Wednesday, March 11, 2009

From Looking for a Landfill to Finding Grass-Roots Weather

On the local news yesterday there was a report of a meeting being held by concerned residents of a very small community about the possibility of a landfill being built near their homes. As I live about 8 miles from this community I took notice. They're talking about the construction of an "inert landfill", meaning that all that's supposed to go into it is stuff like tree branches, cleared brush, and inert construction debris. I was very interested to see just where this potential site was, since they mentioned it was off of a road I take to work each day. But there was no map in any of the reports from the local television news or on-line editions of the newspaper. The only specific location mentioned was that it would be adjacent to a particular subdivision.

So I went to Google to try to find that subdivision. I found some real estate listings for houses for sale in it, but realtors don't like to post addresses in listings any more so I still couldn't get an actual location.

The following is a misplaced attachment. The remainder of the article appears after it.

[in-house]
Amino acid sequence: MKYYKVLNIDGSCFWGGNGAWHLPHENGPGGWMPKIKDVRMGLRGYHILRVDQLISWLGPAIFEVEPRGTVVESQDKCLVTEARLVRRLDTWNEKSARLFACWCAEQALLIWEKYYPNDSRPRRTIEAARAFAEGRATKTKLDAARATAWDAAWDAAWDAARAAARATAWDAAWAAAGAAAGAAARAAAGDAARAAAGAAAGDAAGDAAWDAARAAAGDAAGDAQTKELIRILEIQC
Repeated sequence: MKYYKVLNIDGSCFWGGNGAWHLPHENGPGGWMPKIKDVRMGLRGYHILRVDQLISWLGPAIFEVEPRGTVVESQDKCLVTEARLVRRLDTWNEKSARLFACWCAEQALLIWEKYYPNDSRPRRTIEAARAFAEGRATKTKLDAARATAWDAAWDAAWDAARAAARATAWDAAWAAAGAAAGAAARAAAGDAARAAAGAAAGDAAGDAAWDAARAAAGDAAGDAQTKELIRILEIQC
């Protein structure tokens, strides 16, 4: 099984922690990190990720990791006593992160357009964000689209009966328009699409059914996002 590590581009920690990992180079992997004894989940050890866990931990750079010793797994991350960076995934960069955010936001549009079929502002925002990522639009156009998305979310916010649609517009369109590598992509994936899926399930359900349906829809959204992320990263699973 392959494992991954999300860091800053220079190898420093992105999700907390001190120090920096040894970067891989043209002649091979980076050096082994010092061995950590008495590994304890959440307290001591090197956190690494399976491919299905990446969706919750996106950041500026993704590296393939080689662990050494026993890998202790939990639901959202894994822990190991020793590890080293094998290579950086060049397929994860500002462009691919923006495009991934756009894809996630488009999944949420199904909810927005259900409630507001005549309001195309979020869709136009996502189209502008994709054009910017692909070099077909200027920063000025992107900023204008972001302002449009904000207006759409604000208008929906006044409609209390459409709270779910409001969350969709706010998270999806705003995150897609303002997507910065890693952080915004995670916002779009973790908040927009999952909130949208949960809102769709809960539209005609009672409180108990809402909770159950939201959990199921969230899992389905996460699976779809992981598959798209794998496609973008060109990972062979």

One thing that Google did come up with, though, was a weather report from a weather station located in the subdivision. I thought that somewhat odd, and so followed the link...

And discovered the Weather Underground.

Weather Underground is a commercial weather service that, among other things, collects and distributes weather information acquired by individuals' weather stations that are members of the network. So I checked for my zip code, and boom, there's a weather station located on the same road on which I live not two miles from my house. This is just totally cool.

I checked to see if there were any stations near my parent's home in Minnesota and yep, despite their living in a very small town, someone is running a Weather Underground weather station about three or four miles from their house--through which I discovered they were enjoying sub-zero temperatures this morning (which is a significant factor in my preferring to live in North Alabama rather than anywhere in Minnesota :-).

So I bookmarked my local weather station, and the one near my parents, and was just very pleased to discover that something like this exists.

(As for the landfill, there's still a lot of studies to be done, and so I'll be keeping an eye on it.)

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